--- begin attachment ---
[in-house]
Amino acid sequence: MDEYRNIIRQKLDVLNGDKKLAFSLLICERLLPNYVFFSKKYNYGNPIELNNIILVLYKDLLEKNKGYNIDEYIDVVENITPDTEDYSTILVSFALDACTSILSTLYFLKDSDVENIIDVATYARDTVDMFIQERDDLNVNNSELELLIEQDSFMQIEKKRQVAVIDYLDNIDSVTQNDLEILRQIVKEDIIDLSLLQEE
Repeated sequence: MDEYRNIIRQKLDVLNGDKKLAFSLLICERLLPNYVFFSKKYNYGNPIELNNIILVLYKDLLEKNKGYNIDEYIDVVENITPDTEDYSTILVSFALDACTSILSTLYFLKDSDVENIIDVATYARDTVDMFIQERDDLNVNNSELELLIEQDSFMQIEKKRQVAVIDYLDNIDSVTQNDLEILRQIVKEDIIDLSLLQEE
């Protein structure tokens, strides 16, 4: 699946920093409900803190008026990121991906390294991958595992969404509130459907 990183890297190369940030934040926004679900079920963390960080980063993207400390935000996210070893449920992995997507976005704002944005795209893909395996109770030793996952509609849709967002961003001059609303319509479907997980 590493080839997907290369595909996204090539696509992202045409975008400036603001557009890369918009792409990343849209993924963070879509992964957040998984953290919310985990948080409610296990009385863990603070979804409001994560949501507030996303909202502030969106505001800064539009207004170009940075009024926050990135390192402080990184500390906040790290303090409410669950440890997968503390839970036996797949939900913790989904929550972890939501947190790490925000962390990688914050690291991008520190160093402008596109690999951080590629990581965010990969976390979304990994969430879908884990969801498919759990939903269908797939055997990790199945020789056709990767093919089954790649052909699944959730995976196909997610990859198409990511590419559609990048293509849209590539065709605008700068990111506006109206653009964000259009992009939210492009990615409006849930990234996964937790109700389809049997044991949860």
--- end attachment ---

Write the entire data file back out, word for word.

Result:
[in-house]
Amino acid sequence: MDEYRNIIRQKLDVLNGDKKLAFSLLICERLLPNYVFFSKKYNYGNPIELNNIILVLYKDLLEKNKGYNIDEYIDVVENITPDTEDYSTILVSFALDACTSILSTLYFLKDSDVENIIDVATYARDTVDMFIQERDDLNVNNSELELLIEQDSFMQIEKKRQVAVIDYLDNIDSVTQNDLEILRQIVKEDIIDLSLLQEE
Repeated sequence: MDEYRNIIRQKLDVLNGDKKLAFSLLICERLLPNYVFFSKKYNYGNPIELNNIILVLYKDLLEKNKGYNIDEYIDVVENITPDTEDYSTILVSFALDACTSILSTLYFLKDSDVENIIDVATYARDTVDMFIQERDDLNVNNSELELLIEQDSFMQIEKKRQVAVIDYLDNIDSVTQNDLEILRQIVKEDIIDLSLLQEE
């Protein structure tokens, strides 16, 4: 699946920093409900803190008026990121991906390294991958595992969404509130459907 990183890297190369940030934040926004679900079920963390960080980063993207400390935000996210070893449920992995997507976005704002944005795209893909395996109770030793996952509609849709967002961003001059609303319509479907997980 590493080839997907290369595909996204090539696509992202045409975008400036603001557009890369918009792409990343849209993924963070879509992964957040998984953290919310985990948080409610296990009385863990603070979804409001994560949501507030996303909202502030969106505001800064539009207004170009940075009024926050990135390192402080990184500390906040790290303090409410669950440890997968503390839970036996797949939900913790989904929550972890939501947190790490925000962390990688914050690291991008520190160093402008596109690999951080590629990581965010990969976390979304990994969430879908884990969801498919759990939903269908797939055997990790199945020789056709990767093919089954790649052909699944959730995976196909997610990859198409990511590419559609990048293509849209590539065709605008700068990111506006109206653009964000259009992009939210492009990615409006849930990234996964937790109700389809049997044991949860």